Startups need to be able to effectively communicate their strengths and immediate execution plans in order to maximize their chances of securing funding for their ideas, market watchers note.
This is especially timely advice given the upturn in investor confidence would result in more startups entering the market, noted Peter Tan, CEO of Double Arrow Ventures. Citing the latest the Silicon Valley Venture Capitalist Confidence Index, he noted that confidence has rebounded from its slide over the past three quarters of 2011 to hit its highest point in more than a year. The index measures the confidence level of venture capitalists on a quarterly basis regarding the venture environment in the San Francisco Bay Area over the next 6 to 18 months.
1. Showcase conviction, quality of team
Entrepreneurs should prepare to highlight the strengths of the team members, because this is the most important consideration for angel investors, according to Michiel Wind, CEO of Crystal Horse Investments.
He pointed out that one of the key areas startups have to emphasize on is to show they had the right work and education background, and that they are fully committed to the project. "[The company will also have to be] knowledgeable, passionate regarding their business, focused, and available fulltime," he added.
One "no-no" for his investment firm is founders allocating high wages for themselves. "Founders have a big chunk of equity and should keep the monthly burn-rate low," Wind stated.
2. Attention-grabbing elevator pitch
A startup should have an attention-grabbing elevator pitch, noted Desai Arcot Narasimhalu, director of the institute of innovation and entrepreneurship at Singapore Management University (SMU). "This should be a concise description of the innovation or company in 15 words, preferably in 10," he explained.
Willson Cuaca, co-founder and managing partner at venture capital firm East Ventures, added that for pitching, companies should "just explain the most important aspect of their product in a single line".
The SMU director also called on entrepreneurs to be prepared to back up their elevator pitch with the information that potential investors might ask them. These could include questions on the market size, how it plans to scale up, profit margins, and ideas to handle future competition.
"Convince the investor why [your project] is worthy of his investment vis-a-vis the other proposals he may be considering," said Narasimhalu.
Cuaca added that some startups did not think their plans through. "Some of the founders have a big vision, and they explain too much of their long-term vision instead of the immediate execution plan," he said.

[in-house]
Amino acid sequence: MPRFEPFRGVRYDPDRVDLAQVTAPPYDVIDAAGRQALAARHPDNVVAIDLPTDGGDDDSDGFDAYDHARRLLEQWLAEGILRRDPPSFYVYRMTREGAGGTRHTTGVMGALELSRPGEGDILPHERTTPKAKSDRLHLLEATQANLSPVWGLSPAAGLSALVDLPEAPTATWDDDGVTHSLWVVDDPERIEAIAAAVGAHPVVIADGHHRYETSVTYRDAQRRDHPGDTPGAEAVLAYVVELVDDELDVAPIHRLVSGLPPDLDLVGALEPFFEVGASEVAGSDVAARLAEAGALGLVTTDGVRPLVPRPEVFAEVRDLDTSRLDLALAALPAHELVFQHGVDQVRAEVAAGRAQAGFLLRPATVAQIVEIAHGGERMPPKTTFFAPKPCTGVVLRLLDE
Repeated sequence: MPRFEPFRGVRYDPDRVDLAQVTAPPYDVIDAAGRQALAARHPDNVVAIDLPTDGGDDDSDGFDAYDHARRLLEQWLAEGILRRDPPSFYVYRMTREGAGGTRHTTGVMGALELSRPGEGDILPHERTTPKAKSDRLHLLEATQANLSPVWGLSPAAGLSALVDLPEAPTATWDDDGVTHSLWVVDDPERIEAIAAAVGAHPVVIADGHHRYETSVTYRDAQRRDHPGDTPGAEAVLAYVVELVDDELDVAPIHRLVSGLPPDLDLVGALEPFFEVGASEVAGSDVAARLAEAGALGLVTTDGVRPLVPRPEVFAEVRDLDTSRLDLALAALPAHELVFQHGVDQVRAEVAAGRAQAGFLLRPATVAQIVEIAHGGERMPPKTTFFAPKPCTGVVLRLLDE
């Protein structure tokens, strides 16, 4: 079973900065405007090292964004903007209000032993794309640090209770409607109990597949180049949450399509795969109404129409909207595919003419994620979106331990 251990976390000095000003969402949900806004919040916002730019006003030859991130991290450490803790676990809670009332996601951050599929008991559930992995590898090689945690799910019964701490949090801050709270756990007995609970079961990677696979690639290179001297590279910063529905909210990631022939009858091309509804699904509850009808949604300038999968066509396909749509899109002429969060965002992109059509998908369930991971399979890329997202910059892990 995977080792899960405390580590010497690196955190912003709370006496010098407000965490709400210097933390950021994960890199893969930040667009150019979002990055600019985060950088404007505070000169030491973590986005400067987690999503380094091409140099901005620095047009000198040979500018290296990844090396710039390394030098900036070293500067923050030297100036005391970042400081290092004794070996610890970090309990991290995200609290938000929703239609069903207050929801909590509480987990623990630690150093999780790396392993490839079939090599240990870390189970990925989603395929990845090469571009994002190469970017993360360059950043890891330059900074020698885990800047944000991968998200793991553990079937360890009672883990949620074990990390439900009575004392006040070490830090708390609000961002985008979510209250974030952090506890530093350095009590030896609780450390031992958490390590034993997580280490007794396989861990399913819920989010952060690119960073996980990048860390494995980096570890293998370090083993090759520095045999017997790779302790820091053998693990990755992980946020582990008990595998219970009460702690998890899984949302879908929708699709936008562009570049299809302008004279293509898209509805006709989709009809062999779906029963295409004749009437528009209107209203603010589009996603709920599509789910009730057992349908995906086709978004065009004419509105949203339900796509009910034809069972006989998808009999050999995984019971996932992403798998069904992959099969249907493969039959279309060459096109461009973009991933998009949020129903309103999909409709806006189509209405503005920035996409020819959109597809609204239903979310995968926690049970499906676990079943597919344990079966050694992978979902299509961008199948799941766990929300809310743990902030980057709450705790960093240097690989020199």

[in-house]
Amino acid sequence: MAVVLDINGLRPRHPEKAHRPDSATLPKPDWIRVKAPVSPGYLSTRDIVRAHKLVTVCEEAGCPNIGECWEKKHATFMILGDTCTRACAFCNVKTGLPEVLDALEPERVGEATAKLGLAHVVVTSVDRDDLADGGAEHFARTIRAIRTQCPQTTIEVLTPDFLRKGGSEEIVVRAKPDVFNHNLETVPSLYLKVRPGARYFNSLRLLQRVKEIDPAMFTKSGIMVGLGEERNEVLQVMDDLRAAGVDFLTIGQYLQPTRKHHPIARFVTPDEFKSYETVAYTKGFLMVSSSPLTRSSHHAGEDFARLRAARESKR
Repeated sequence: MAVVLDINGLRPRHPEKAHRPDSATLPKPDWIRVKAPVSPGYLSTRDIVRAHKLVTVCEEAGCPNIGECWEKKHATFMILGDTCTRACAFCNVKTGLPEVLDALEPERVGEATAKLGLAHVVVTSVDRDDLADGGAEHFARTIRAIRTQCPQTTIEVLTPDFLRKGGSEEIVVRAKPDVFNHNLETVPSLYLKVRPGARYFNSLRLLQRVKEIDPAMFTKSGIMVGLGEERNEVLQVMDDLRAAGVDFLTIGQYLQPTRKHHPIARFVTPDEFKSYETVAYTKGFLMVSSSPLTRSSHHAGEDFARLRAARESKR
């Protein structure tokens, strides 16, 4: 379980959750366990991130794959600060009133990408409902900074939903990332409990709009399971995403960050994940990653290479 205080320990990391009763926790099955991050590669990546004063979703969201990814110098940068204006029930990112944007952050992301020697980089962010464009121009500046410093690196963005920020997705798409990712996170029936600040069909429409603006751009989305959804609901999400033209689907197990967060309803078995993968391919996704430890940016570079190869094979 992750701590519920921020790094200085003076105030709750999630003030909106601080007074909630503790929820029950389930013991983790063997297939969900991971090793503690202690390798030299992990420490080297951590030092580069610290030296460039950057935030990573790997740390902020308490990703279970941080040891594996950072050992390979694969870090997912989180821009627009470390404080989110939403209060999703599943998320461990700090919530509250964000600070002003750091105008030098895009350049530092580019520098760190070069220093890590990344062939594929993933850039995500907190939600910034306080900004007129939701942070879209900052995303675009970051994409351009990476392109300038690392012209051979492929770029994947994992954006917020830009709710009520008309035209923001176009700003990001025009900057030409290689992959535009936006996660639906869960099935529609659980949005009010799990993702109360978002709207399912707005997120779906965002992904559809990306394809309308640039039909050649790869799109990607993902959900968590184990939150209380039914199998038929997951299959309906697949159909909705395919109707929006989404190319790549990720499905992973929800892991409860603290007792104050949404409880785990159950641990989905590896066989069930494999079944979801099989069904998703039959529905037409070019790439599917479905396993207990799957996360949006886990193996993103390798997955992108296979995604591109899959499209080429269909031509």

3. Clearly-articulated exit strategy
Startups will also need to be able to illustrate how and when investors can get their money back as a means to attract funding, pointed out Johnathan Lee, vice president of commercialization and ventures at Cradle Fund.
"A lot of startups just think of doing an initial public offering (IPO) as a way to exit. Realistically in my experience, that is not easy, and only about 1 out of 20 companies can achieve that," he said.
He added it would be more feasible for companies to position themselves as acquisition targets.
4. Be open to investors' suggestions
Startups should also be open to changes to their business models and accept that their ideas are not always perfect. "You need to be confident, but not arrogant," said Narasimhalu.
He added that he had encountered many startup founders in the past who were overly defensive and treated investors as enemies or vultures.
"Do not refute or belittle suggestions from a potential investor. He is investing his money into your company and whatever he says is in the interest of your company," the SMU director advised.
5. Research valuation and timing
A realistic valuation will be important as potential investors may lose interest if offered an unreasonable price, Cradle Fund's Lee advised.
Agreeing, Narashimalu noted that startups can consider several methods to evaluate a company's worth, such as value by proxy or using a price-to-earnings ratio.
He added that timing was also important, not only in terms of judging investor sentiment but also the company's own maturity. "Startups should consider other options such as going for debt in return for capital if they have collateral to raise the debt."
"It is wise to use either free government grants or some early capital from friends and family before transitioning into equity for capital. It is unwise to go for equity for capital too early, given that they would not have built up sufficient valuation of their company," Narasimhalu said.